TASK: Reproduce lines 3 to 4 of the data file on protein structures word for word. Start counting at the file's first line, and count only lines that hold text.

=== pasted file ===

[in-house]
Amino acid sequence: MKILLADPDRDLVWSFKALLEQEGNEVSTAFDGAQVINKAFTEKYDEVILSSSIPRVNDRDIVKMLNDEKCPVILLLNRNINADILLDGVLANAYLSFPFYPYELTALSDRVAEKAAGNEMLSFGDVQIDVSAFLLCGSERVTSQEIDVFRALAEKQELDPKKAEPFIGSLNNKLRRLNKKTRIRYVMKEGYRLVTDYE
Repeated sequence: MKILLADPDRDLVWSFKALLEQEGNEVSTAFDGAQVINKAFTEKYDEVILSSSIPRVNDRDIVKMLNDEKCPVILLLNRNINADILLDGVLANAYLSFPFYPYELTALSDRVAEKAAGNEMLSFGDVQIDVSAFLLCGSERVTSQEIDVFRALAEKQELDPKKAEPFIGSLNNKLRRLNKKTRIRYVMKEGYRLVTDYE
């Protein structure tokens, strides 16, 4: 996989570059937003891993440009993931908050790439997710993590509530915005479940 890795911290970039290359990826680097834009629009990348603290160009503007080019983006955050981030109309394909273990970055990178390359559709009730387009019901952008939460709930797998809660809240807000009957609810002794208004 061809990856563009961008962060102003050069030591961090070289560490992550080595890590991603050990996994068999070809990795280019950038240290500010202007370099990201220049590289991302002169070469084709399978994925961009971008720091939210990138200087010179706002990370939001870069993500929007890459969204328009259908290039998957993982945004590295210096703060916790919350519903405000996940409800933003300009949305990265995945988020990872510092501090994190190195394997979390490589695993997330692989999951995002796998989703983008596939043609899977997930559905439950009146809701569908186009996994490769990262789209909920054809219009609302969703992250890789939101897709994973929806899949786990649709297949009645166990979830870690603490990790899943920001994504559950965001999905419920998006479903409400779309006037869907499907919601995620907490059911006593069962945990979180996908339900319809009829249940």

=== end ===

Repeated sequence: MKILLADPDRDLVWSFKALLEQEGNEVSTAFDGAQVINKAFTEKYDEVILSSSIPRVNDRDIVKMLNDEKCPVILLLNRNINADILLDGVLANAYLSFPFYPYELTALSDRVAEKAAGNEMLSFGDVQIDVSAFLLCGSERVTSQEIDVFRALAEKQELDPKKAEPFIGSLNNKLRRLNKKTRIRYVMKEGYRLVTDYE
């Protein structure tokens, strides 16, 4: 996989570059937003891993440009993931908050790439997710993590509530915005479940 890795911290970039290359990826680097834009629009990348603290160009503007080019983006955050981030109309394909273990970055990178390359559709009730387009019901952008939460709930797998809660809240807000009957609810002794208004 061809990856563009961008962060102003050069030591961090070289560490992550080595890590991603050990996994068999070809990795280019950038240290500010202007370099990201220049590289991302002169070469084709399978994925961009971008720091939210990138200087010179706002990370939001870069993500929007890459969204328009259908290039998957993982945004590295210096703060916790919350519903405000996940409800933003300009949305990265995945988020990872510092501090994190190195394997979390490589695993997330692989999951995002796998989703983008596939043609899977997930559905439950009146809701569908186009996994490769990262789209909920054809219009609302969703992250890789939101897709994973929806899949786990649709297949009645166990979830870690603490990790899943920001994504559950965001999905419920998006479903409400779309006037869907499907919601995620907490059911006593069962945990979180996908339900319809009829249940």